The Large Hadron Collider is such a huge and sophisticated machine that the slightest alteration requires an enormous amount of work. During the second long shutdown (LS2), teams are hard at work reinforcing the electrical insulation of the accelerator’s superconducting dipole diodes. The LHC contains not one, not two, but 1232 superconducting dipole magnets, each with a diode system to upgrade. That’s why no fewer than 150 people are needed to carry out the 70 000 tasks involved in this work.
The project is now halfway to completion. One of the machine’s eight sectors, containing 154 magnets, is now closed and the final leak tests are under way. Work is ongoing in the seven other sectors and the teams are working at a rate of ten interconnections consolidated per day.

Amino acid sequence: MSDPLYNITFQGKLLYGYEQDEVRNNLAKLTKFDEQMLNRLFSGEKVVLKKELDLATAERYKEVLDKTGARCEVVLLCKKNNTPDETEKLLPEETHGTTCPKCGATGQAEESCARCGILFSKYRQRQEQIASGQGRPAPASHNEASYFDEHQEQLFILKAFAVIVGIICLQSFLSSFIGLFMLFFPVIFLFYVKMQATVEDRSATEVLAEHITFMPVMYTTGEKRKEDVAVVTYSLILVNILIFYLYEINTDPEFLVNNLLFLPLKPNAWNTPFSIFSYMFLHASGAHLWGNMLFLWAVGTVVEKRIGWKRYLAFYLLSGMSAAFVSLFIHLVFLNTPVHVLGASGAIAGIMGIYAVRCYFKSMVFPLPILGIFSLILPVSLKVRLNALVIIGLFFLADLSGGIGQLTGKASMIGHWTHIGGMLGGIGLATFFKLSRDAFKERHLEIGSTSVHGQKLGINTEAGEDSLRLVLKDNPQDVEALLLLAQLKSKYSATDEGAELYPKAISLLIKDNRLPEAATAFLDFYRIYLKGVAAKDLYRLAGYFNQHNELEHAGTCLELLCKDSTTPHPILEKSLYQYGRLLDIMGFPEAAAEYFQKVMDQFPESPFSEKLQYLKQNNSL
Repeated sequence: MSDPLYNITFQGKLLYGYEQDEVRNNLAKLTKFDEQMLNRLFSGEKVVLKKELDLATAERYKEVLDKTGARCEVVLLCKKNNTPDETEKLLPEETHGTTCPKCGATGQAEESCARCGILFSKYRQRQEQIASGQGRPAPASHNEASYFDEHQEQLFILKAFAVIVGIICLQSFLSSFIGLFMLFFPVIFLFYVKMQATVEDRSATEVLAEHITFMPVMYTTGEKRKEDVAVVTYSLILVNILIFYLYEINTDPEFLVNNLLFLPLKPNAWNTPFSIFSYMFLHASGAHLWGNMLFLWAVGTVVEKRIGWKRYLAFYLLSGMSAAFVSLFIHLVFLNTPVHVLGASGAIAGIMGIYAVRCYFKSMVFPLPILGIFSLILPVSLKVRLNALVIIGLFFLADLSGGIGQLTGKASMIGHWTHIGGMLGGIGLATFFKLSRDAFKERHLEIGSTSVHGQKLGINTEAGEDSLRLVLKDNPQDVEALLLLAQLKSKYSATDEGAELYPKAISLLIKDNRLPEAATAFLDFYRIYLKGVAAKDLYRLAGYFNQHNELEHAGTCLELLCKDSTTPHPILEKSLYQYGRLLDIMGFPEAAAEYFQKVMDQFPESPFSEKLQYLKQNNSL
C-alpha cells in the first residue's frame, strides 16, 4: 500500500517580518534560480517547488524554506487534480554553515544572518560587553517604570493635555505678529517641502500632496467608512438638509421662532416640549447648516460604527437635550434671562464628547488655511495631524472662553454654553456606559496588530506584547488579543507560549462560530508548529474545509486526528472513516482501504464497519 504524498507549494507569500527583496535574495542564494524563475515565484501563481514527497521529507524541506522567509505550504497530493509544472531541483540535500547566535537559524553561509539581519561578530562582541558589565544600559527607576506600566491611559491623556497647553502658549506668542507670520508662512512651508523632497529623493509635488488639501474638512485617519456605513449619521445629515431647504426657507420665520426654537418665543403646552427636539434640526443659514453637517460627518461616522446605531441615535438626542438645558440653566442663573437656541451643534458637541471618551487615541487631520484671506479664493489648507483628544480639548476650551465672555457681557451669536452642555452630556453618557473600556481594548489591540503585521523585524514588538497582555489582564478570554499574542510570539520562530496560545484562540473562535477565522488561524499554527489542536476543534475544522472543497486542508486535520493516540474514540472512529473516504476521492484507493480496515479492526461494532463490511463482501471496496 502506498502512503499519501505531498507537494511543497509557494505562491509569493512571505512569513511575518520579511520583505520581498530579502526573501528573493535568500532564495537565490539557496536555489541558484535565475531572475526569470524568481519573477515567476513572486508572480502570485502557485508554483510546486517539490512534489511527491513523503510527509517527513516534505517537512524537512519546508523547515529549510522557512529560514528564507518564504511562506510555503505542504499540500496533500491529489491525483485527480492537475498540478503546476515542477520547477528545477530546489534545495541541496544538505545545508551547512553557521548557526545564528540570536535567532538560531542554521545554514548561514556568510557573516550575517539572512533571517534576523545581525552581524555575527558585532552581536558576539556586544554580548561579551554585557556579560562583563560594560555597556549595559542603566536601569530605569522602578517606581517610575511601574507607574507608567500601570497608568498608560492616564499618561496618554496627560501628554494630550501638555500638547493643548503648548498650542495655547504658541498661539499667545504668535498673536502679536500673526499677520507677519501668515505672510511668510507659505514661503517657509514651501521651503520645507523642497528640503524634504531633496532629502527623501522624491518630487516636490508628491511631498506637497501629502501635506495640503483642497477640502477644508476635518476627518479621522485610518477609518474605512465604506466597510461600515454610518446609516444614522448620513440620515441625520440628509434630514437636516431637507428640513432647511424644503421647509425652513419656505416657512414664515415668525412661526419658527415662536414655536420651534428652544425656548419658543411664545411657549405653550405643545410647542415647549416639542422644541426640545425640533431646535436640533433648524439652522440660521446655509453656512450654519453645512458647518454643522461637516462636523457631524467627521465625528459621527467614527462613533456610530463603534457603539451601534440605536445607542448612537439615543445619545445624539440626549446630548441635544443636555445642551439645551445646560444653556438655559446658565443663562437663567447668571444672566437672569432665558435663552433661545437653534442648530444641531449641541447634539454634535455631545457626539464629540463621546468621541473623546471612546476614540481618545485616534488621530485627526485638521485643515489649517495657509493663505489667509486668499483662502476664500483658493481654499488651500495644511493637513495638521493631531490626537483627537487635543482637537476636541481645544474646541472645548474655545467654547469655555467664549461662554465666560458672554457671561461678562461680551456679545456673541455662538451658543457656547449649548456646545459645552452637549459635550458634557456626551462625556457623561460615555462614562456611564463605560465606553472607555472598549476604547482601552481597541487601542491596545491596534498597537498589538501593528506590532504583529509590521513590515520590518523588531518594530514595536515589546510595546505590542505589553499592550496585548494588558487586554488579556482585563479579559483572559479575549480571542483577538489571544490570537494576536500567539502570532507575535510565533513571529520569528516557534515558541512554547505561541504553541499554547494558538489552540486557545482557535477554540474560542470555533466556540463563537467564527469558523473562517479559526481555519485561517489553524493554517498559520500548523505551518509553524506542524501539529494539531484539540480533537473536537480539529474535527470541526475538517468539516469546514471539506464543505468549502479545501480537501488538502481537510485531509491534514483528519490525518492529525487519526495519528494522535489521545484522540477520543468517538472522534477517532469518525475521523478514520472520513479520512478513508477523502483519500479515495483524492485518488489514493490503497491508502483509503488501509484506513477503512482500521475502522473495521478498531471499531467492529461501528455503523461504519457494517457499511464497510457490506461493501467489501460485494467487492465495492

The work is part of a broader project called DISMAC (“Diodes Insulation and Superconducting Magnets Consolidation”), which also includes the replacement of magnets and maintenance operations on the current leads, the devices that supply the LHC with electricity. Twenty-two magnets have already been replaced and two others have been removed from the machine in order to replace their beam screens, which are components located in the vacuum chamber.
A plethora of upgrade and maintenance work is also being carried out in the tunnel on all the equipment, from the cryogenics system to the vacuum, beam instrumentation and technical infrastructures.